It Is So Cold in Florida That Iguanas Are Falling From Trees
It is raining iguanas in Florida because the cold puts the reptiles in a coma.
On Sunday, South Florida was 25 degrees, according to the National Weather Service, making it the coldest temperatures in the area for over a decade.
Iguanas are cold-blooded and need the sun as well as natural heat from their surroundings to keep warm. If they get too cold, which happened over the weekend, they can freeze and fall into a coma.
If they are resting in trees when this happens, they will lose their grip, causing them to fall.
While the phenomena can seem frightening, many iguanas will not die in these instances. Many will remain alive and later thaw when the temperatures rise again.
The National Weather Service reassured residents that this is normal for the species.
Zoo Miami Communications Director Ron Magill told CBS News that the survival rate depends on the size of the iguana. He says the larger the iguana, the longer they can tolerate the cold.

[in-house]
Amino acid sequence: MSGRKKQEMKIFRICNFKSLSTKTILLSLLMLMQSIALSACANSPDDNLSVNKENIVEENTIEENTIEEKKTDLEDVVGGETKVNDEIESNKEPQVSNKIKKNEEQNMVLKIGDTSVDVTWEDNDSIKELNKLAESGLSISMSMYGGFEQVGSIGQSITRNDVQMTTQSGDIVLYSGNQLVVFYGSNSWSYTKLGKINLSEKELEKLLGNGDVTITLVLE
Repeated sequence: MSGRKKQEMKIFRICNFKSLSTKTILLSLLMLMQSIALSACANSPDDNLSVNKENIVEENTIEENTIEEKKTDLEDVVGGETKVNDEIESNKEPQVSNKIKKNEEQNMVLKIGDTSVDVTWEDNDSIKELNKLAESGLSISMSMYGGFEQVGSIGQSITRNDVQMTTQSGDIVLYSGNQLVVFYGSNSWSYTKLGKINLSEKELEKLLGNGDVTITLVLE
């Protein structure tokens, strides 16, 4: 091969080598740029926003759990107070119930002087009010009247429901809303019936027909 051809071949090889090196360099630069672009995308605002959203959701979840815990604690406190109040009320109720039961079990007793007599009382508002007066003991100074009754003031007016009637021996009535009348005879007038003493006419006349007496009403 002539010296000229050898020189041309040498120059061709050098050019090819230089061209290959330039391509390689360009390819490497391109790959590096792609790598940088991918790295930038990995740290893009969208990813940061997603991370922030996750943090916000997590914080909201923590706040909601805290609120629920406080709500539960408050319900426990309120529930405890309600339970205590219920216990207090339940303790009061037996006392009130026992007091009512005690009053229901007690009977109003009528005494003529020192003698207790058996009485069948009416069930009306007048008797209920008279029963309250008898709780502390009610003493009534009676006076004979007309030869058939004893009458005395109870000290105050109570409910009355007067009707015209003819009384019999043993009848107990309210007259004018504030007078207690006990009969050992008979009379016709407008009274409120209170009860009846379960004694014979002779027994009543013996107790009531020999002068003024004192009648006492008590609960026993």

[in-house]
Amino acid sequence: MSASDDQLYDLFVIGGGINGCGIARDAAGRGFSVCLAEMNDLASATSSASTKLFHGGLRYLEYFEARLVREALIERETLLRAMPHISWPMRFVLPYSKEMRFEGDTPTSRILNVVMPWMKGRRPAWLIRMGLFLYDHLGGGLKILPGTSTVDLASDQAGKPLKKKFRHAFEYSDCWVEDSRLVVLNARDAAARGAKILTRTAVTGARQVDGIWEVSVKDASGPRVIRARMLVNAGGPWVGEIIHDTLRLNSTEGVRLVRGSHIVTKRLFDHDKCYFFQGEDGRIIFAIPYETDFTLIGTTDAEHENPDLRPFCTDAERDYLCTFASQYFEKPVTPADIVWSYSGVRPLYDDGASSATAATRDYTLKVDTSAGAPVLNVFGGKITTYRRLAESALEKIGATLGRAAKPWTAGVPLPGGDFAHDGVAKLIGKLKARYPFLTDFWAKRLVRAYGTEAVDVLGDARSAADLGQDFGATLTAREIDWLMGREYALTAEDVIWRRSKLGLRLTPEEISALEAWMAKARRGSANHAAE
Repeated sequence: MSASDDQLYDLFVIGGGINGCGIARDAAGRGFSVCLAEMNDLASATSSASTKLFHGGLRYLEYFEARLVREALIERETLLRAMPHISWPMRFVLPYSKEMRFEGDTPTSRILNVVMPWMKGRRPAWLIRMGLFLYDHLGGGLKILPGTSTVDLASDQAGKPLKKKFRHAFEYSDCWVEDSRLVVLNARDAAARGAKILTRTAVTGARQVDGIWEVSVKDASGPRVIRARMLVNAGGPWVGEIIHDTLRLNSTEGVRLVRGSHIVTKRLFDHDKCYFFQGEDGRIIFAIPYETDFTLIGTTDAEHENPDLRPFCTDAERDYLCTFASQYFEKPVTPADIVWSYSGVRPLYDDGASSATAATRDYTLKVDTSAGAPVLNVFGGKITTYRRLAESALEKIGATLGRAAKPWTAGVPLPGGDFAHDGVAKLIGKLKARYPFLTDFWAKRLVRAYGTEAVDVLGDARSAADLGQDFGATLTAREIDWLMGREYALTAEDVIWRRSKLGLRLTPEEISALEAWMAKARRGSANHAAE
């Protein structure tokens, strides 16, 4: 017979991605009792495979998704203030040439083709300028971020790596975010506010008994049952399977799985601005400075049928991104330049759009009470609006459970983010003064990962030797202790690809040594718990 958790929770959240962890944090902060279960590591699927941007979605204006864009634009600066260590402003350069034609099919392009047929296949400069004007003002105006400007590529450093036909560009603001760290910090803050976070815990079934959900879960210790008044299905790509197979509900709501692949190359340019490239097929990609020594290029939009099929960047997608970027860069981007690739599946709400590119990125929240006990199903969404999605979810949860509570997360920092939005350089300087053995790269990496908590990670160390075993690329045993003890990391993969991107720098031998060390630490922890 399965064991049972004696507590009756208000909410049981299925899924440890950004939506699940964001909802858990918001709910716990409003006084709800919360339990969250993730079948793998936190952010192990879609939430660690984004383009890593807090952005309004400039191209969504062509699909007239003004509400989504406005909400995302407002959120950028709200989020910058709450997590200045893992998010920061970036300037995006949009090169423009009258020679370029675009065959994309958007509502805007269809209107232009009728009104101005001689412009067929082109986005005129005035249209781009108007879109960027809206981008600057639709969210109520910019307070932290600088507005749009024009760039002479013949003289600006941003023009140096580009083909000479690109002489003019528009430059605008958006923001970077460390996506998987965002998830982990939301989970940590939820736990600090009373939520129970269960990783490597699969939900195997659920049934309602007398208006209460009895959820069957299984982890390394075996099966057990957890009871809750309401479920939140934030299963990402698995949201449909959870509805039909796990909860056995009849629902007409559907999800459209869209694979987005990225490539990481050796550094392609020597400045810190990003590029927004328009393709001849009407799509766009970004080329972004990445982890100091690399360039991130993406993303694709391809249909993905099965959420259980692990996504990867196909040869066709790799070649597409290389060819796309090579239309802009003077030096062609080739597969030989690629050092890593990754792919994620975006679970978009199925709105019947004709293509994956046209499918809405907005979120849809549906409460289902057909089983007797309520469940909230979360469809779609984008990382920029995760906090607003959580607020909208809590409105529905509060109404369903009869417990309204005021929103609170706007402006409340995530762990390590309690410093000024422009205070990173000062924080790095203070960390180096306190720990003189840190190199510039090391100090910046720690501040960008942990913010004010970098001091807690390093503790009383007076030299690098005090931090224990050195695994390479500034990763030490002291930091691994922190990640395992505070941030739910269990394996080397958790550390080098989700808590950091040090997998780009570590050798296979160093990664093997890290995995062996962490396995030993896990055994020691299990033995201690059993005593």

If the iguanas are in the cold for longer than eight hours it can result in death, especially for younger reptiles, CBS News reported.
Though seeing iguanas in such a state may evoke sympathy, experts caution against bringing the reptiles into one's home.
"Never take cold-stunned iguanas into your home!" the Florida Fish and Wildlife Conservation Commission said. "These are wild animals and may act defensively once they warm up and recover."
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